Monica Lopossay for The New York Times
Two couples, from left, Jon Blackman and Frank Pileggi, and Bob Moore and Steve Ortleib, in Rehoboth Beach, Del., the city with the fourth-highest rate of cohabiting same-sex partners.
REHOBOTH BEACH, Del. — So much for San Francisco.
The list of top cities for same-sex couples as a portion of the population does not include that traditional gay mecca, according to new census data. In fact, the city, which ranked third in 1990 and 11th in 2000, plummeted to No. 28 in 2010. And West Hollywood, once No. 1, has dropped out of the top five.
The Census Bureau data, finalized this week and analyzed by Gary Gates, a demographer at the Williams Institute at the University of California, Los Angeles, gives the clearest picture to date of same-sex couples in America. In absolute numbers, they jumped by half in the past decade, to 901,997.
Most surprising is how far same-sex couples have dispersed, moving from traditional enclaves and safe havens into farther-flung areas of the country.
Consider, for example, the upstarts on the list: Pleasant Ridge, Mich., a suburb of Detroit; New Hope, Pa.; and this beach town in southern Delaware. All three have been popular destinations for gay people locally but had never ranked in the top 10.
The No. 1-ranked town is Provincetown, Mass., at the tip of Cape Cod.
The reordering reflects a growing influence of baby boomers, who became adults in the 1960s and 1970s, when the social stigma was starting to ease, and are more willing than previous generations to stand up and be counted, Mr. Gates said.
Now that generation, arguably the first in history with such a large contingent that is out, is beginning to retire, and its life transition is showing up in the data, with older cities as the new popular choices.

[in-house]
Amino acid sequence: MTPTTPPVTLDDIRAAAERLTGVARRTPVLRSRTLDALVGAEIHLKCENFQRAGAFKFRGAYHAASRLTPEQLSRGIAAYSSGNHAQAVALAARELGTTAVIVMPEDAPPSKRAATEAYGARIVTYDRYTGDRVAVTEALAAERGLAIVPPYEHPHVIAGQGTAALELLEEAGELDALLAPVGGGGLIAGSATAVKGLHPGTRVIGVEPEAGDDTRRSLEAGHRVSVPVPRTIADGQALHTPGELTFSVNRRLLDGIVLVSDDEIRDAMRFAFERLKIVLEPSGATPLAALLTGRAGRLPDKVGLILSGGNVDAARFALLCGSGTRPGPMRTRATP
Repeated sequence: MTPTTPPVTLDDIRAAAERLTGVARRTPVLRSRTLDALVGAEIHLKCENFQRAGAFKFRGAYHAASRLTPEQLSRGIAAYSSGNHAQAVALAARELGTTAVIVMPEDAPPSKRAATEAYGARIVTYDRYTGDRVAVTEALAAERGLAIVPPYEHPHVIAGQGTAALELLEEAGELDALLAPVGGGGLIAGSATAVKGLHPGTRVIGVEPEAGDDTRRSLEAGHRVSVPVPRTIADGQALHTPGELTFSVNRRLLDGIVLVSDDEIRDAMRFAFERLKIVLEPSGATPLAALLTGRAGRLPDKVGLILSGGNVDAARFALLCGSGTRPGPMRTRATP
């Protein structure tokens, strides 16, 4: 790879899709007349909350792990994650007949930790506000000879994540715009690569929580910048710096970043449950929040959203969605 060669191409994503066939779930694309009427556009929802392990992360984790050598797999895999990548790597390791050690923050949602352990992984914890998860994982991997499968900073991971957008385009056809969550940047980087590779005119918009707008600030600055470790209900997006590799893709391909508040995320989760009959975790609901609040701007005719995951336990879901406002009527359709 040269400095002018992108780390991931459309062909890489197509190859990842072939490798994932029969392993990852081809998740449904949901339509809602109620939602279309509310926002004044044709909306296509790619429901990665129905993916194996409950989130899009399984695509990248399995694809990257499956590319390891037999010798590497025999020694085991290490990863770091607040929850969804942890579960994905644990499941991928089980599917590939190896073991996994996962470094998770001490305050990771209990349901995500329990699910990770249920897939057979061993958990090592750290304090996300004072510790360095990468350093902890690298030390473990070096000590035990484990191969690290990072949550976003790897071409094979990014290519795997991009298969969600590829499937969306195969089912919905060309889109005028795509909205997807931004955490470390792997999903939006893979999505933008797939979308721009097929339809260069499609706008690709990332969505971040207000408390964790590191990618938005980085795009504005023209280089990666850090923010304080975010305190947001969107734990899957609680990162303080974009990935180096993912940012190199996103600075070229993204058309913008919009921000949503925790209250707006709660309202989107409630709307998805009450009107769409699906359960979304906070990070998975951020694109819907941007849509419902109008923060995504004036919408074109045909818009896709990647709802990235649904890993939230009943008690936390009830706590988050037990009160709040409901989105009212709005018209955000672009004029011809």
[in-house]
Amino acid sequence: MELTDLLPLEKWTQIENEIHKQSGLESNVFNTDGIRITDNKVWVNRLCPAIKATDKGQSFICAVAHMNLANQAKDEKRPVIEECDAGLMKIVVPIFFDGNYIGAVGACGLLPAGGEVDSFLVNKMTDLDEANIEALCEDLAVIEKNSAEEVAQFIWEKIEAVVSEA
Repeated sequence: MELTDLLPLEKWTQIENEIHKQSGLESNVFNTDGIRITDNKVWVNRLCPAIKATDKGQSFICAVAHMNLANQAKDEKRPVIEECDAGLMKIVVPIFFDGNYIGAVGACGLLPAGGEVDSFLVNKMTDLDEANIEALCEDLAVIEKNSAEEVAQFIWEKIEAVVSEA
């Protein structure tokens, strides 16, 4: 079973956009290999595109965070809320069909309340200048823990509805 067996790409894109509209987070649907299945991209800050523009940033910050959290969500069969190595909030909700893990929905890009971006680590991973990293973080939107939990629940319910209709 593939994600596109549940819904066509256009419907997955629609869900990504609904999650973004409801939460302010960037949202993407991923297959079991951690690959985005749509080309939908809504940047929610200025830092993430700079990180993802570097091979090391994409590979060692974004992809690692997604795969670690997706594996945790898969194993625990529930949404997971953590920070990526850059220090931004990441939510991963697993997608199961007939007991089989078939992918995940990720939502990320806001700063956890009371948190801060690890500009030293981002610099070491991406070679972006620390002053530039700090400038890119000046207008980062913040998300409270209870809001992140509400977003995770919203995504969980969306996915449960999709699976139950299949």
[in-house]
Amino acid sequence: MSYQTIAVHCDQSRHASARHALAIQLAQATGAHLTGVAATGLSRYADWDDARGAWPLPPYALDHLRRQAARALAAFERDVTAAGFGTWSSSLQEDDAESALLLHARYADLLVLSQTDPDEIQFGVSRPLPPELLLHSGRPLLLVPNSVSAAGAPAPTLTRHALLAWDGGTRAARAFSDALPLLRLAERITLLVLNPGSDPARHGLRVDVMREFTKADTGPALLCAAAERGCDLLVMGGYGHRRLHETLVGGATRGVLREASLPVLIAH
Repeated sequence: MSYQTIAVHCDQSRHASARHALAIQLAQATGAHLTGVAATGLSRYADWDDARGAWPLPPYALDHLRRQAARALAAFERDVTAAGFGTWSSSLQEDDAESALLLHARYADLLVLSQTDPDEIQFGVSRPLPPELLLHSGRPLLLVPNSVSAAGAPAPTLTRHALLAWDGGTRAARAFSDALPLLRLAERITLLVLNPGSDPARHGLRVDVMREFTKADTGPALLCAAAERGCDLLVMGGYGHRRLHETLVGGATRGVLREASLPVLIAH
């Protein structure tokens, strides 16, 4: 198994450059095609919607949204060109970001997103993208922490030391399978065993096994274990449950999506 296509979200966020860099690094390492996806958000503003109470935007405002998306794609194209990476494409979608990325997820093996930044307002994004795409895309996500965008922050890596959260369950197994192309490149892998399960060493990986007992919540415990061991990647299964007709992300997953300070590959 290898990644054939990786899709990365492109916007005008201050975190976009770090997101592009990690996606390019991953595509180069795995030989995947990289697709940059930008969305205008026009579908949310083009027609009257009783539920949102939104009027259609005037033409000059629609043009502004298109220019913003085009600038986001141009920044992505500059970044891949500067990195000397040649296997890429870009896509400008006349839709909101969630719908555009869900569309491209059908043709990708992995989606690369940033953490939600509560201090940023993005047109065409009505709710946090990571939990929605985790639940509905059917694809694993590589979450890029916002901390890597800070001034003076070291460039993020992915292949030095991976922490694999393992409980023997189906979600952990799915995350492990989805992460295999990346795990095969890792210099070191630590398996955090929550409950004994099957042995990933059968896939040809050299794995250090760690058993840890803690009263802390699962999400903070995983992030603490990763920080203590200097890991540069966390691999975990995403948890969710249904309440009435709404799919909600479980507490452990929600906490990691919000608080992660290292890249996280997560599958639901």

“As the baby boomer generation ages into retirement,” Mr. Gates said, “we see its impact really strongly in the geography.”
The pattern was in evidence in Rehoboth Beach, a family resort town of 1,300, which was fourth on the list of same-sex couples per capita and did not figure in the top 10 rankings in 1990 or 2000.
“The change was pretty dramatic,” said Rick McReynolds, 58, a resident. “It used to be all these boys,” but now, he said, the gay population in town is older and has less of a singles scene.
But people who used to party here, like Bob Moore, a retired communications professor from Pennsylvania, have since returned with their partners to live. Mr. Moore, who came out in his 40s, after two children and a divorce, said he and his partner were looking for a place that was gay friendly, but not an exclusive enclave.
“We liked the fact that it was gay without being the Castro” neighborhood of San Francisco, said Mr. Moore, 59, who was sitting with his partner, Steve Ortleib, in Rigby’s Bar and Grill on Tuesday night.
He said they had visited four top retirement destinations for same-sex couples — two in California and two in Florida — before settling on Rehoboth.
In interviews in San Francisco on Tuesday, several gay people said the city attracted people who did not always want to become part of a couple. The census does not ask about sexual orientation.
“You settle down in small towns because there is not much to choose from,” said Nick Meinzer, 41, a hairstylist who works on Castro Street. “In urban areas we wait longer to settle down. I’ve been single for two years. They’re not counting those of us who are single.”
Of the top cities like Pleasant Ridge, Mr. Meinzer said: “I’ve never even heard of those places. You’d think if they were so great you’d have heard of them.”
Dennis Ziebell, 61, the owner of Orphan Andy’s, a Castro neighborhood diner he opened 35 years ago, said he did not believe the count was accurate. “Take another survey, that’s all I can say,” he said. “I’ve been in a relationship for 36 years and nobody from the census asked me about it.”
Last year was the third time the Census Bureau counted same-sex couples. The count included people of the same sex in the same household who said they were spouses or unmarried partners (spouses were not included in 1990). Mr. Gates calculated how many same-sex couples there were for every 1,000 households within towns and cities across the country.
Sumber : The New York Times
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